PMCID: PMC3550685  PMID: 24381440
Pb toxicity; Pisum sativum; Carbon metabolism; Glycolysis; Pentose phosphate pathway
12.  Arthroscopic-Assisted Core Decompression for Osteonecrosis of the Femoral Head 
Arthroscopy Techniques  2013;3(1):e7-e11.
The management of pre-collapse osteonecrosis of the femoral head is controversial. Core decompression is a technique that theoretically decreases the intraosseous pressure of the femoral head, resulting in a local vascularized healing response. Its efficacy has been shown in delaying early subchondral collapse. We describe the technique of arthroscopic-assisted core decompression of the femoral head for osteonecrosis. The advantages of this technique include evaluation of the presence or absence of articular cartilage injury, subchondral collapse, and guidance during reaming and curettage. It also allows the ability to address any concomitant soft-tissue or bony pathology associated with or in addition to the osteonecrotic lesion.
PMCID: PMC3986482  PMID: 24749025
13.  All-Arthroscopic Patch Augmentation of a Massive Rotator Cuff Tear: Surgical Technique 
Arthroscopy Techniques  2013;2(4):e447-e451.
Surgical management of massive rotator cuff tears remains challenging, with failure rates ranging from 20% to 90%. Multiple different arthroscopic and open techniques have been described, but there is no current gold standard. Failure after rotator cuff repair is typically multifactorial; however, failure of tendon-footprint healing is often implicated. Patch augmentation has been described as a possible technique to augment the biology of rotator cuff repair in situations of compromised tendon quality and has shown promising short-term results. The purpose of this article is to describe our preferred surgical technique for arthroscopic rotator cuff repair with patch augmentation.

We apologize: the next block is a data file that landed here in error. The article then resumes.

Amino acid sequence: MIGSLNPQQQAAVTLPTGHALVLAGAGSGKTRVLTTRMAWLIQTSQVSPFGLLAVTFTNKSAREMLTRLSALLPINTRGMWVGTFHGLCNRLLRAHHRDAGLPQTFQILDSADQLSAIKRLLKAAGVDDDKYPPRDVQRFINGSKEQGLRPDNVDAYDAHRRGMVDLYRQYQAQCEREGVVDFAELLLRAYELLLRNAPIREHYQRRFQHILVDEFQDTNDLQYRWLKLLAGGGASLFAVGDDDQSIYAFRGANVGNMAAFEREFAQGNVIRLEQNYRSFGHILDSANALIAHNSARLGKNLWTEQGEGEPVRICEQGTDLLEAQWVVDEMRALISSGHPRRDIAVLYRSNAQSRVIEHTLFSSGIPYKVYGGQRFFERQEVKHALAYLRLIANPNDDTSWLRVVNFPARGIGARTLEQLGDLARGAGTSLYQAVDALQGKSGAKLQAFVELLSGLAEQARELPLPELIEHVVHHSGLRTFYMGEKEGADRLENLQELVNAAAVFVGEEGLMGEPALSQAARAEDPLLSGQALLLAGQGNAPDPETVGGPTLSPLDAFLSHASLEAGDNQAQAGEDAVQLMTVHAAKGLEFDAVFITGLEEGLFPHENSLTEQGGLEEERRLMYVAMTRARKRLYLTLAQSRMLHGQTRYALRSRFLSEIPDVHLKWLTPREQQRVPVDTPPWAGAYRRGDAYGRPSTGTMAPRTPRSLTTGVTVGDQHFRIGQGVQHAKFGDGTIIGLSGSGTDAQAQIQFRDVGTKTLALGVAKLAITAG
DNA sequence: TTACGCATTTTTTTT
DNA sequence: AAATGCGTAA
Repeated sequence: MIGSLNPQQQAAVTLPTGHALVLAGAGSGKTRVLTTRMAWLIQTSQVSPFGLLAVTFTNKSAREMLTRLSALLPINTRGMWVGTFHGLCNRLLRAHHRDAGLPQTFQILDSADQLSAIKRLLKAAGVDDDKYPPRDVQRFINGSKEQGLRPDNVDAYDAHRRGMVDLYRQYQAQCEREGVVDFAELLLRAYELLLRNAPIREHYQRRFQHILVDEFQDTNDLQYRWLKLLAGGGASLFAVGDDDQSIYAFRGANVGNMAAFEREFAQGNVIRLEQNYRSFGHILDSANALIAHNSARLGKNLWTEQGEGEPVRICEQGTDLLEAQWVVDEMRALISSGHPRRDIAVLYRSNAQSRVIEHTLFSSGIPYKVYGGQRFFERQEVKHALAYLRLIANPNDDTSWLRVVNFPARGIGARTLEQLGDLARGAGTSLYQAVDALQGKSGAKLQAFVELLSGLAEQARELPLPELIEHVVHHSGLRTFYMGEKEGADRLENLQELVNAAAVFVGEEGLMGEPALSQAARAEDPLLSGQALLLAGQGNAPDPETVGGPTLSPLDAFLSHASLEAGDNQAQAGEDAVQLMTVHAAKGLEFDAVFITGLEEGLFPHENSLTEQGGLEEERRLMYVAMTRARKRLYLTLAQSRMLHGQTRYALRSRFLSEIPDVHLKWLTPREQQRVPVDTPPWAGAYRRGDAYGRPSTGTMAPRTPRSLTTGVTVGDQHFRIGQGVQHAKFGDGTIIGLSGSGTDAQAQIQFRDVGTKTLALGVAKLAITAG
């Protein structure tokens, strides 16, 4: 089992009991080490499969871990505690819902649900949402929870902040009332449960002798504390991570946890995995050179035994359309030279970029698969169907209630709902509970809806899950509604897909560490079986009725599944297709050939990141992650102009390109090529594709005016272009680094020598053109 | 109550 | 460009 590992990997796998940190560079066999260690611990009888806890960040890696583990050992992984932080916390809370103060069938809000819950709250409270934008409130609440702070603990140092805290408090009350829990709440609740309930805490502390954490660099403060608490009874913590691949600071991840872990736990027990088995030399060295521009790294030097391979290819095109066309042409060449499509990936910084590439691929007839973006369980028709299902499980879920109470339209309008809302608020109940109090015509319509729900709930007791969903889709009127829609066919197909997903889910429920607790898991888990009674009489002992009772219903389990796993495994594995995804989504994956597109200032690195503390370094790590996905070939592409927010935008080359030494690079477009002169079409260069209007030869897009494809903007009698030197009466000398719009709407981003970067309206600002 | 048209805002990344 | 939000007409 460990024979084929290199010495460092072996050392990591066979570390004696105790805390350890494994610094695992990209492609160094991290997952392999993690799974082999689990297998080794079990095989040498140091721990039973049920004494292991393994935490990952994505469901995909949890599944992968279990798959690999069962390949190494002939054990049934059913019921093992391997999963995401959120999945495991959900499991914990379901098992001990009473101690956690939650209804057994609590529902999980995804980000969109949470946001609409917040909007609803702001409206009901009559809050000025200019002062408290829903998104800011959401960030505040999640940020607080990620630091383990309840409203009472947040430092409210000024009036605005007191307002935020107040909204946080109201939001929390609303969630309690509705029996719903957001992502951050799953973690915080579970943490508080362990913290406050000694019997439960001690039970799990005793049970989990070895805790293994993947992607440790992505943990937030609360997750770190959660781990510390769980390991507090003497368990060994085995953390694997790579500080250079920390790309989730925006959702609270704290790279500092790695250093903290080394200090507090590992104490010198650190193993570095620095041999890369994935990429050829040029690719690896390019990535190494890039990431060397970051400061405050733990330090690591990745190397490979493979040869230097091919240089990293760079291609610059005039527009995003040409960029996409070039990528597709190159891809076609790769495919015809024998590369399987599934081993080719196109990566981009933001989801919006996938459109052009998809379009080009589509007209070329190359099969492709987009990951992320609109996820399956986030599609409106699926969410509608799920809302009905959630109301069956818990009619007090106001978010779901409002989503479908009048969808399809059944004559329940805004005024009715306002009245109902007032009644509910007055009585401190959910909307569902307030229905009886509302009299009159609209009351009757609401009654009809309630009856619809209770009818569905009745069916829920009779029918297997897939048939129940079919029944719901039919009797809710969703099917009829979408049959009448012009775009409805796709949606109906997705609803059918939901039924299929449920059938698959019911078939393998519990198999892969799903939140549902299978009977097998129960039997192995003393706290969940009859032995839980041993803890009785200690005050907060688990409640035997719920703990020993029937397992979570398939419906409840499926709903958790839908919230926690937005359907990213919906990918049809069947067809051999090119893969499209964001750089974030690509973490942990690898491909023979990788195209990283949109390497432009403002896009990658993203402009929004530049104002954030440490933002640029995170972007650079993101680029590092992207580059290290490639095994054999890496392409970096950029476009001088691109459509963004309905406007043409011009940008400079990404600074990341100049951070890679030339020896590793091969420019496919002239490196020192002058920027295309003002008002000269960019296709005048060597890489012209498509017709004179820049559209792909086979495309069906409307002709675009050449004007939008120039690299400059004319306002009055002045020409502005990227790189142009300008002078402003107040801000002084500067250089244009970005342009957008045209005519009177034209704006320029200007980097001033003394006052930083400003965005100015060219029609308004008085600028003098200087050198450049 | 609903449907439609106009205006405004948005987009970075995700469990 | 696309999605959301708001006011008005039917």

PMCID: PMC3882705  PMID: 24400198
14.  Solar forcing of the Indian summer monsoon variability during the Ållerød period 
Scientific Reports  2013;3:2753.
Rapid climatic shifts across the last glacial to Holocene transition are pervasive feature of the North Atlantic as well as low latitude proxy archives. Our decadal to centennial scale record of summer monsoon proxy Globigerina bulloides from rapidly accumulating sediments from Hole 723A, Arabian Sea shows two distinct intervals of weak summer monsoon wind coinciding with cold periods within Ållerød inerstadial of the North Atlantic named here as IACP-A1 and IACP-A2 and dated (within dating uncertainties) at 13.5 and 13.3 calibrated kilo years before the present (cal kyr BP), respectively. Spectral analysis of the Globigerina bulloides time series for the segment 13.6–13.1 kyr (Ållerød period) reveals a strong solar 208-year cycle also known as de Vries or Suess cycle, suggesting that the centennial scale variability in Indian summer monsoon winds during the Ållerød inerstadial was driven by changes in the solar irradiance through stratospheric-tropospheric interactions.
PMCID: PMC3782882  PMID: 24067487
15.  BOROX Catalysis: Self-assembled AMINO-BOROX and IMINO-BOROX Chiral Brønsted Acids in a Five Component Catalyst Assembly/Catalytic Asymmetric Aziridination